Claiming Dependents on Your Tax Return

14 Jun 2024
Claiming Dependents on Your Tax Return

Filing tax returns can quickly become quite complex, especially if you run a business. An important aspect of filing taxes is to know when and who you can claim as a dependent on your tax return. Dependents can help reduce your tax obligation and often allow you to claim a tax credit.

In this post, we’ll take a look at who the IRS legally defines as a dependent, learn who is a qualifying dependent, and discuss the benefits of claiming dependents on tax returns. We’ll discuss other relevant factors about claiming dependents on your tax return, along with obtaining an employer identification number (EIN) for your business.

Let’s dig right into the specifics of claiming dependents on taxes as outlined by the IRS.

What is a Dependent?

A dependent is defined as a child or other qualifying relative in your household that you financially support. For tax purposes, a dependent is a person who is not “the taxpayer or spouse” who qualifies as a dependent on another person’s tax return. Other dependents on tax return rules the IRS applies to qualifying individuals include:

●     Dependent must be a U.S. citizen, resident alien, national, or a resident of Canada or Mexico

●     Dependents cannot claim any dependents on their own tax returns

●     Generally speaking, a person can only be claimed as a dependent on one tax return

●     The person must get more than half their financial support from the taxpayer claiming them

●     Dependent must have a valid Social Security number or other taxpayer identification number

To claim a dependent, the person must have lived with you for over half of the tax year (there are a handful of exceptions to this rule).

Important Things to Know About Dependents

Family members who you can claim as a dependent include your child(ren), stepchild(ren), siblings, half-siblings, or parents. In some cases, you may be able to claim a domestic partner as a dependent if they don’t support themselves. The age limit for dependents on tax return forms is as follows:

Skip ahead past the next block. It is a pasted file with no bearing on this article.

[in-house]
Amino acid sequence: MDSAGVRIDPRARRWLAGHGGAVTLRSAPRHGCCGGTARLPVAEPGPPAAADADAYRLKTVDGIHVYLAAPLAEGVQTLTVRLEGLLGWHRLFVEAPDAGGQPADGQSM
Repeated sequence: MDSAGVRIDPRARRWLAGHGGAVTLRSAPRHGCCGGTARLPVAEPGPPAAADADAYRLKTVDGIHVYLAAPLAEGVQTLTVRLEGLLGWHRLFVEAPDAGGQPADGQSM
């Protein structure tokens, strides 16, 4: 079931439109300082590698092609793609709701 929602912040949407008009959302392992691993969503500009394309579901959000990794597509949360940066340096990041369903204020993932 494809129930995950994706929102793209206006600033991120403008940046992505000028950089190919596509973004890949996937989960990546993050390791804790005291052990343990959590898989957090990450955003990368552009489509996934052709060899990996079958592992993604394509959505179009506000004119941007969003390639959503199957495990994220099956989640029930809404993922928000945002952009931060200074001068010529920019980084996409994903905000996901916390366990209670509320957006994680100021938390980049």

●     The child must be under the age of 19 or, if a full-time student, under 24

●     Dependents can be of any age if permanently and totally disabled

Claiming dependents on taxes is sometimes complex since the rules apply differently, depending upon your situation. The IRS uses qualifying factors for all types of dependents.

How the IRS determines if you have a qualifying child

To determine if you have a qualifying child, the IRS states a taxpayer’s situation must satisfy five tests to be a qualifying child. Factors the federal agency states you must satisfy include the following:

●     Relationship test. An individual must be your child or a stepchild, foster child, sibling, or step-sibling (or a descendent of any of these individuals)

●     Age test. The individual must be a) under 19 years old at the end of the tax year, b) under 24 years old if a full-time student and younger than the taxpayer, or c) any age if the individual has a permanent or total disability.

●     Residency test. The individual must share a principal residence with the taxpayer for more than six months of the tax year. Some exceptions may apply.

●     Support test. The individual must provide less than half of the money used to support them during the tax year.

●     Joint return. The individual must not file a joint return for the tax year (the IRS gives an exception if the dependent is only filing to claim a refund of income tax withheld or estimated taxes they paid).

How the IRS determines if you have a qualifying relative

Similarly to the qualifying child test, the IRS sets four tests to determine qualifying relatives.

●     It is not a qualifying child test. The individual cannot be your or another taxpayer’s qualifying child.

●     Member of household/relationship test. The individual must reside in the taxpayer’s home all year as a member. Otherwise, they must be related as a child, stepchild, foster child, or their descendants. Other qualifying relatives include parents, step-parents, grandparents, or other direct ancestors, including aunts, uncles, nieces, nephews, and in-laws (father, mother, sister, or brother). Foster parents of the taxpayer do not qualify.

●     Support test. Taxpayers must provide more than 50% of the dependent’s total support for the tax year.

●     Gross income test. The dependent’s gross income for the year must be less than $5,500 in 2024 (this amount will undoubtedly change in future tax years). If the dependent is disabled and earns income from a sheltered workshop, this income is excluded from this test.

Benefits of Claiming Dependents on a Tax Return